Thus, there is a need for an improved light pipe and backlighting system.
The present invention provides a light pipe for a backlighting system. The light pipe includes an input surface, a substantially planar back surface, a substantially planar top surface, and a first side surface and a second side surface. The top surface is arranged substantially parallel or at an angle to the back surface and in spaced relation thereto, and the input surface, the first side surface, and the second side surface are disposed between the top surface and the bottom surface defining a cavity between the back surface and the top surface. Each side wall surface interconnects with the input surface at a transition surface. The transition surface is curved to optimize light distribution density in the output and to reduce distortion in the input.
In an alternate preferred embodiment of the present invention, the transition surface is arranged to preserve total internal reflection over its entire surface. In this manner, the transition surface is preferably arranged as a compound hyperbolic curve extending from the side surfaces to the input surface.
In still another preferred embodiment of the present invention, the transition surface is arranged to optically obscure, from the output, an intersection between the input surface and each of the first side surface and the second side surface.
Also, and in accordance with the present invention, the transition surface is optimized to obtain the principal characteristics of the present invention using ray tracing techniques including inverse ray tracing techniques.
In particular embodiments of the present invention, the light pipe may be arranged to couple to a LCD device, and in this regard, the light pipe operates as a backlighting device.
In another aspect of the present invention, a backlight system includes a light pipe constructed in accordance with the principles of the present invention. A linear light source is coupled adjacent the input surface. The linear light source includes at least one region of non-uniform light distribution. The light pipe and the light source are arranged to ensure that the region of non-uniform light distribution does not lie adjacent an input of the light pipe.
In one preferred embodiment of the present invention, the light source is a cold cathode fluorescent light. The region of non-uniform light distribution is the two dim regions adjacent the electrodes. In accordance with the present invention, the light source is made longer than a length of the input surface such that the dim regions are disposed, respectively, beyond a first end and a second end of the input surface.
Other features and advantages of the invention will become apparent to those skilled in the art from the following detailed description and the accompanying drawings. It should be understood, however, that the detailed description and specific examples, while indicating preferred embodiments of the present invention, are given by way of illustration and not of limitation. Many changes and modifications may be made within the scope of the present invention without departing from the spirit thereof, and the invention includes all such modifications.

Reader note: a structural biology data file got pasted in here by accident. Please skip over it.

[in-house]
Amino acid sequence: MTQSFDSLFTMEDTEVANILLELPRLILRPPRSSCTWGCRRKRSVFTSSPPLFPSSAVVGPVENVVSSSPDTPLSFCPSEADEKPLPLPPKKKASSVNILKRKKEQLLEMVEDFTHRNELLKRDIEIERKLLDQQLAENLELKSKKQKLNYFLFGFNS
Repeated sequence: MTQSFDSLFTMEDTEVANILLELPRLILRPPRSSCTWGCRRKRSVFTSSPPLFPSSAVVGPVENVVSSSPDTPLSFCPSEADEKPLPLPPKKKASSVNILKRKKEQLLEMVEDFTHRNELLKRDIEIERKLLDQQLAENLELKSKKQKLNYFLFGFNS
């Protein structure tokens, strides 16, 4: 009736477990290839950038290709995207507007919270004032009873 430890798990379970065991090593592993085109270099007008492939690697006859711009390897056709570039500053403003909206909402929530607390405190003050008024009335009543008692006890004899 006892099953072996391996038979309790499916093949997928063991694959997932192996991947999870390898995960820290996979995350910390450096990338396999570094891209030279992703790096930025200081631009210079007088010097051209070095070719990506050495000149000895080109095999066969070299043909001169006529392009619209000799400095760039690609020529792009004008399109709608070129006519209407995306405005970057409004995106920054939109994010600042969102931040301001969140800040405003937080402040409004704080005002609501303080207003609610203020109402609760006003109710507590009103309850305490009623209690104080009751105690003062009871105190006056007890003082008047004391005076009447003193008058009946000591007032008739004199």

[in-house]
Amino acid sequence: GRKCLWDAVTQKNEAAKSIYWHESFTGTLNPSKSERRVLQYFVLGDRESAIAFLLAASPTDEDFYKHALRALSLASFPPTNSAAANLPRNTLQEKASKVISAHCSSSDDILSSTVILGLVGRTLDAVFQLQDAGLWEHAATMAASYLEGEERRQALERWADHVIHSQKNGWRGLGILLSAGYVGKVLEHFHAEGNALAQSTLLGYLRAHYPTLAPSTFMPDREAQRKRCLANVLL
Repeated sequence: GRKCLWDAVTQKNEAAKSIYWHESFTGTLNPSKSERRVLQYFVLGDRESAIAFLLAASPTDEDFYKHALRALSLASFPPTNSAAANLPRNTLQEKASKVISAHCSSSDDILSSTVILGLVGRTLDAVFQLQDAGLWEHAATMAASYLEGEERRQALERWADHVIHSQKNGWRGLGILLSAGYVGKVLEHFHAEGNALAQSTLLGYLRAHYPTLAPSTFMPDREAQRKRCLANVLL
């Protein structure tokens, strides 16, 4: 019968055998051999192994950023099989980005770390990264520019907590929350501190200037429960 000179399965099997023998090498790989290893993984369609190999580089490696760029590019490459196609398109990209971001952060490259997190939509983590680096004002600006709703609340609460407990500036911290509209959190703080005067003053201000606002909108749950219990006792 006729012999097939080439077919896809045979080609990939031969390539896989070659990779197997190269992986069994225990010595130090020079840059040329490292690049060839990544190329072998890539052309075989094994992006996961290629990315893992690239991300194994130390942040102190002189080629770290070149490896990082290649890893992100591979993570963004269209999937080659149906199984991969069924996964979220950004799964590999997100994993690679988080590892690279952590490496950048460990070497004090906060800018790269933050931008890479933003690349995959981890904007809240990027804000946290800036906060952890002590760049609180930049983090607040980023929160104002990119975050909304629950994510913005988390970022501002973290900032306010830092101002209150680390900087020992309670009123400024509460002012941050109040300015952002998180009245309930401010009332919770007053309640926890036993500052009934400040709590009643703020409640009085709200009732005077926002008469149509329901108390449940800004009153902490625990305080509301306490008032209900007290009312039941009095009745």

Preferred exemplary embodiments of the invention are illustrated in the accompanying drawings in which like reference numerals represent like parts throughout, and in which:
FIG. 1 a perspective view of a light pipe in accordance with a preferred embodiment of the present invention;
FIG. 2 is a schematic perspective illustration of a portion of the light pipe shown in FIG. 1;
FIG. 3 is a front view of a portion of the light pipe shown in FIG. 1, better illustrating the transition surface;
FIG. 4 is a schematic perspective illustration of a portion of a light pipe in accordance with the preferred embodiment of the present invention and further illustrating an arrangement for optimizing a light pipe in accordance with a preferred embodiment of the present invention;
FIG. 5 is a schematic front view of the light pipe and optimizing arrangement shown in FIG. 4 and further illustrating the results of ray tracing;
FIG. 6 is graph illustrating a ray tracing intensity distribution of the light pipe shown in FIG. 4;
FIG. 7 is a schematic perspective view of a portion of a light pipe in accordance with the prior art;
FIG. 8 is a graph illustrating a ray tracing intensity distribution of the prior art light pipe shown in FIG. 7;
FIG. 9 is a perspective view of a backlight incorporating a light pipe in accordance with preferred embodiments of the present invention; and
FIG. 10 is an enlarged, partial perspective view of the backlight shown in FIG. 2 illustrating aspects of a preferred light pipe and a preferred arrangement for the light source.
A non-scattering light pipe includes a transition surface between a first side wall and an input surface and a second side wall and the input surface. The transition surface is arranged to substantially obscure the comer interfaces between the first and second side walls and the input surface such that any imperfection in the comer formation is not imaged into the output. Most preferably, the transition surface is optimized to provide a substantially uniform light intensity distribution. A light pipe in accordance with the preferred embodiments of the present invention is further arranged to couple to a linear light source, such as a cold cathode fluorescent light (CCFL). The light source is arranged such that dim areas, i.e., areas of the light source having non-uniform intensity, are not disposed adjacent the input surface. A typical CCFL light source has two dim areas located at its ends adjacent the electrodes, and in this regard, the light source is constructed such that the electrodes and the associated dim areas are disposed beyond the ends of the input surface. Most preferably, the electrodes and dim areas are disposed beyond an extended portion of the input surface formed to accommodate the transition surfaces.